By the way, I thought facets of “Methuselah” foreshadowed Highlander. As with Flint, that film’s characters constantly experienced loss because of their immortal status; love always equaled pain because they’d watch so many partners die over the years. I have no idea if the creators of Highlander actually got any ideas from “Methuselah”, but the similarities appeared nonetheless.
These four Star Trek episodes appear in their original broadcast aspect ratios of 1.33:1 on these single-sided, single-layered DVDs; because of those dimensions, they have not been enhanced for 16X9 televisions. As with this batch, prior DVD releases of ST:TOS episodes came two at a time, and though that meant I examined only four shows per sitting, I often found a substantial amount of variation in regard to picture quality. However, that wasn’t the case with Volumes 37 and 38, as all four programs demonstrated uniformly consistent images.
Since the shows looked pretty good for their age, I won’t complain about the lack of variation. Sharpness usually appeared nicely crisp and well defined, though not always. At times, the picture came across as somewhat soft and fuzzy. This tendency usually affected wider shots, but a few close-ups also looked modestly blurry. However, most of the time the picture was distinct and clear. Light moiré effects and jagged edges occurred occasionally, but not with much frequency or severity.
Print flaws caused modest concerns. The shows looked somewhat grainy at times, and a mix of other defects cropped up on occasion. At various times, I saw grit, speckles, a few nicks, some blotches, and a bit of general dirt. These issues never became heavy, though the stock footage used to frame the viewscreen images showed the biggest concerns; those elements hadn’t worn well over the series’ three years on the air. Nonetheless, the programs demonstrated reasonable cleanness for the most part.
As usual, colors offered some nicely bright and broad hues, and the tones seen in these four shows looked very nice. Trek always played up the varied and vivid hues - got to move these color TVs! - and these episodes demonstrated those tendencies well. A few muddy spots occurred, but as a whole, the colors looked clear and vibrant, with few signs of muddy or tentative tones. Black levels seemed fairly deep and rich, and shadow detail was acceptably distinct but not overly thick. Overall, these weren’t the best-looking Trek episodes but they seemed very acceptable.
As has been the case with all of the prior ST:TOS DVDs, these volumes featured newly created Dolby Digital 5.1 mixes. This audio came from the original monaural tracks. The soundfield remained pretty heavily oriented toward the center, but it opened up a bit. Actually, earlier DVDs more aggressively pushed the auditory envelope, while these seemed more content to gently broaden the horizons. The score dominated the track, as the music presented very good presence and stereo separation throughout the shows. Again, the score stayed pretty heavily in the front channels, where it added life to the shows.
In regard to the effects, they mainly provided general ambience. Some distinct side and rear usage occurred, particularly when the Enterprise flew past us, but for the most part, the shows avoided this sort of element. Instead, we usually heard nice environmental sounds, such as the hum of the ship during “Zetar”. That episode also offered some localized phaser fire that worked acceptably well. The mix never became terribly active and involving, but it presented a nice sense of aura nonetheless.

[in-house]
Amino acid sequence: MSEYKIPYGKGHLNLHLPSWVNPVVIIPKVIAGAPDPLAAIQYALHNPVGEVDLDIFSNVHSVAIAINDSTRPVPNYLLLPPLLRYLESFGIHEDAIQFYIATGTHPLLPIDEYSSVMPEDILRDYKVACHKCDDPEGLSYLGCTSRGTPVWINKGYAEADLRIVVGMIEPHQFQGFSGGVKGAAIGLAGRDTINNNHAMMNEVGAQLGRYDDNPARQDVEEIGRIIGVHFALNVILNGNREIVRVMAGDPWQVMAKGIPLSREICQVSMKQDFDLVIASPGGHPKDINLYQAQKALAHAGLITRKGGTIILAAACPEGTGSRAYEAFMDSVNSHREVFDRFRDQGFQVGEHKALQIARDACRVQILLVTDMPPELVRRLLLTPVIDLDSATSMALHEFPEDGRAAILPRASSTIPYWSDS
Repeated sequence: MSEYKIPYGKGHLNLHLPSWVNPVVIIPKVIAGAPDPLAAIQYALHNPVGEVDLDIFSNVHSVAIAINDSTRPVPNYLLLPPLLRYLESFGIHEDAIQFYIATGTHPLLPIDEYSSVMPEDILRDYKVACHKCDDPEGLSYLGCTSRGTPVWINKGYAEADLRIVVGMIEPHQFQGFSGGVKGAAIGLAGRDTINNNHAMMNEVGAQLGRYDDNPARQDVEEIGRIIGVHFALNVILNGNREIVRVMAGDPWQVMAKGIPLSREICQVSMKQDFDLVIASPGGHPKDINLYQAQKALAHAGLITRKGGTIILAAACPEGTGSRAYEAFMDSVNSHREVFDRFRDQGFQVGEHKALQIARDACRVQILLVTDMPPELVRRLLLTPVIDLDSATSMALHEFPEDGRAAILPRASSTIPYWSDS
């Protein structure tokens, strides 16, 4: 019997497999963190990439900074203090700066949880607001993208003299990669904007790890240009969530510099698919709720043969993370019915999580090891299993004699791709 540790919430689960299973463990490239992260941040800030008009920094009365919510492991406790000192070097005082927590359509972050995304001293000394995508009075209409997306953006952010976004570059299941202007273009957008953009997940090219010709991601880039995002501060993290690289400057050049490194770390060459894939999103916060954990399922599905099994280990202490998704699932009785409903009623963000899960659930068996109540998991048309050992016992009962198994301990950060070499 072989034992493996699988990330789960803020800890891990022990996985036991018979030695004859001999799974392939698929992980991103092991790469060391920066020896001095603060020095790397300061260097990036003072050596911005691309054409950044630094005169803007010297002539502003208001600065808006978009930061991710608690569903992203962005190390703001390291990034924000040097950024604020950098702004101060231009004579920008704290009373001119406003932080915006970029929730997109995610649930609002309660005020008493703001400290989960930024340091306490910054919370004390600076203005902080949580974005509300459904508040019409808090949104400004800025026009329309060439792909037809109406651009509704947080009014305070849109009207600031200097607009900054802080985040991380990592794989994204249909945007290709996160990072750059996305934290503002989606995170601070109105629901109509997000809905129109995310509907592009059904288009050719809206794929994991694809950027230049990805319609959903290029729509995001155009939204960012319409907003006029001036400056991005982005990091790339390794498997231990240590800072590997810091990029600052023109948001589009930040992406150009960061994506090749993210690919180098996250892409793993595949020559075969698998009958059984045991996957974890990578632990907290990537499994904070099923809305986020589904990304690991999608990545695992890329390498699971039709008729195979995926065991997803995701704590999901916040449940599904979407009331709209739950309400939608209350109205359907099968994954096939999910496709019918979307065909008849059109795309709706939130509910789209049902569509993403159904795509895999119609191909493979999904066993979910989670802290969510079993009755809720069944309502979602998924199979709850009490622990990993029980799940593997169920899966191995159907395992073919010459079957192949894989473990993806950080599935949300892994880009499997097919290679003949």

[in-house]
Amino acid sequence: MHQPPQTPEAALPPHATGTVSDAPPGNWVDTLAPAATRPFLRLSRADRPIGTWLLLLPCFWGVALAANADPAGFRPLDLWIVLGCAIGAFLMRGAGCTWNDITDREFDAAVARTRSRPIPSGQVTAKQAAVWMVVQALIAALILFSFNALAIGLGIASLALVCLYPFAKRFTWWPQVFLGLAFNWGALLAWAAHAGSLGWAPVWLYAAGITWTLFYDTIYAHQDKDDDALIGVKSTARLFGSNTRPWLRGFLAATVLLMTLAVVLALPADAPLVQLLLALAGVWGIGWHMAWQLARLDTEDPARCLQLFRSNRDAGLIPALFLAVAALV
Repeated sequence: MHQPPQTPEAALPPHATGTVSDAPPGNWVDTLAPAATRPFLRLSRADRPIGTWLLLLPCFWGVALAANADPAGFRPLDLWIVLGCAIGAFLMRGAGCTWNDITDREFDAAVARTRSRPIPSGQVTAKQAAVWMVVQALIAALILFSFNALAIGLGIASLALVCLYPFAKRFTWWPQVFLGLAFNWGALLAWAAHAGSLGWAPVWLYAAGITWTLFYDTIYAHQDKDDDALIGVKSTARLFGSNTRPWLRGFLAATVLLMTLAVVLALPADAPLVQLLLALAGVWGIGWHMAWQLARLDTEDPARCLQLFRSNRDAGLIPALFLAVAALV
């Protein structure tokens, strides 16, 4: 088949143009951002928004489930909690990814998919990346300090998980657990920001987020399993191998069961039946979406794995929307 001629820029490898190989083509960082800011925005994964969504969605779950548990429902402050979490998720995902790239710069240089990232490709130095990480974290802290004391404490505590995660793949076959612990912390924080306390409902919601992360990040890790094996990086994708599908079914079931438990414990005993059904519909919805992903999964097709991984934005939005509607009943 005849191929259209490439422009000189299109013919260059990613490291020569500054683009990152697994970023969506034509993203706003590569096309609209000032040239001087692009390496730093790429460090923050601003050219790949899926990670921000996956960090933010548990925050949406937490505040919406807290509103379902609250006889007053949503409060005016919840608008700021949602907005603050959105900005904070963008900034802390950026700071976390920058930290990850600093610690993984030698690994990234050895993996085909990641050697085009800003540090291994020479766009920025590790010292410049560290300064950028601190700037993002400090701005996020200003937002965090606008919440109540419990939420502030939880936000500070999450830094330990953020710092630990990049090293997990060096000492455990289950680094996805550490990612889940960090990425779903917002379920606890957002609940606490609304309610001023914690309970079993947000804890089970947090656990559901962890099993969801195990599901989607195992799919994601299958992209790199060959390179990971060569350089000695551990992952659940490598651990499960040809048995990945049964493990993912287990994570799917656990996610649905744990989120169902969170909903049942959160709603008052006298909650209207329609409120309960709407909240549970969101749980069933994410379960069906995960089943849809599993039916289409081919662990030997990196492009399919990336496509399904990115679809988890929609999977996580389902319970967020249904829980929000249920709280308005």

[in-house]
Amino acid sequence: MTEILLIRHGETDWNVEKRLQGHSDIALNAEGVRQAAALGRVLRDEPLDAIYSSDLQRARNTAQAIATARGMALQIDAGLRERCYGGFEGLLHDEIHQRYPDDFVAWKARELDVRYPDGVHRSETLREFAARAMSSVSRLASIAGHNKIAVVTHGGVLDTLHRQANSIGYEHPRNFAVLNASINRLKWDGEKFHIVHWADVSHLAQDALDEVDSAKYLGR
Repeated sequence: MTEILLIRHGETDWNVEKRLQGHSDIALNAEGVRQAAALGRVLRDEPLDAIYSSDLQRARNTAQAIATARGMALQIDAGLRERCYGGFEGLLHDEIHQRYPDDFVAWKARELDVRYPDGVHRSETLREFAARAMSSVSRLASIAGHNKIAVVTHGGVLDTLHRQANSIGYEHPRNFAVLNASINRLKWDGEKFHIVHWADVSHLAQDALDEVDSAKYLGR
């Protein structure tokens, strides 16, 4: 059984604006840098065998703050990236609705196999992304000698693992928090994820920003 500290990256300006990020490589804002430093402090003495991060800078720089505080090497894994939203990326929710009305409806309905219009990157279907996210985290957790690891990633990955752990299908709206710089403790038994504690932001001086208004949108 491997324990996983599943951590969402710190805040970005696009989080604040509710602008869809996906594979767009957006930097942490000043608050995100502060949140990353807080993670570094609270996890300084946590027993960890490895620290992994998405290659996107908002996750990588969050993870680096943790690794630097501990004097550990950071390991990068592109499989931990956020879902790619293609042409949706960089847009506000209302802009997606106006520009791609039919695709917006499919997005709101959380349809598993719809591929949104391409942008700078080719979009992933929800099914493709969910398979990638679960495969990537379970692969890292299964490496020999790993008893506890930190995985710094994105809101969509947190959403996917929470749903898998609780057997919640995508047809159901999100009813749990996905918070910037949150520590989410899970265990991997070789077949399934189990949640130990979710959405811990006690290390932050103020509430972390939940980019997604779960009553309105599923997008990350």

Audio quality appeared consistently good. As always, speech sounded nicely natural and distinct, and I detected no problems related to intelligibility or edginess. Effects came across as a little thin, but they usually seemed clean and accurate, and they lacked any significant distortion, even during louder noises like explosions. At those times, the effects also boasted reasonable bass response; the booms won’t rock your house, but they appeared good for the age of the material. Music enjoyed the strongest quality, as the score consistently appeared very clear and vibrant. The music showed nice dynamic range, with bright highs and fairly rich lows. Overall, these tracks seemed quite similar, and they compared favorably with the audio heard on prior ST:TOS DVDs.
The only genuinely unsatisfying part of these DVDs continues to stem from their lack of supplements. Each disc offers four "original broadcast preview trailers." These are one-minute ads that offered viewers a glimpse at what would happen on next week's show.
On each DVD, two of these trailers are readily found; when you highlight a particular episode from the main menu, the preview appears as an option on the next screen. However, in addition to ads for the two shows found on that DVD, trailers for the episodes on the next disc also appear. To see those, highlight and click on the Starfleet insignia at the top of the main menu. When you do that, you will gain access to all four trailers.
Other than these trailers, the DVDs are virtually devoid of extras. Each disc's booklet contains a few pictures, some trivia and production credits in addition to a DVD checklist. After 38 DVDs, I recognize there’s no chance the last two discs will toss in anything extra, but a reviewer’s gotta do what a reviewer’s gotta do!
On Volumes 37 and 38 of Star Trek: The Original Series, we generally find some mediocre programming. Of the two DVDs, Volume 37 is the more consistent. It offers two decent but bland episodes. While Volume 38 features the best of the four shows, it also includes by far the crummiest of the bunch as well.
Both DVDs offer similar picture and audio quality, as the four episodes look and sound pretty good. As always, they fail to deliver any substantial extras. Frankly, these DVDs probably won’t appeal to casual fans of Star Trek, as they provide relatively weak episodes of the show. The die-hards will be happy with these discs, however.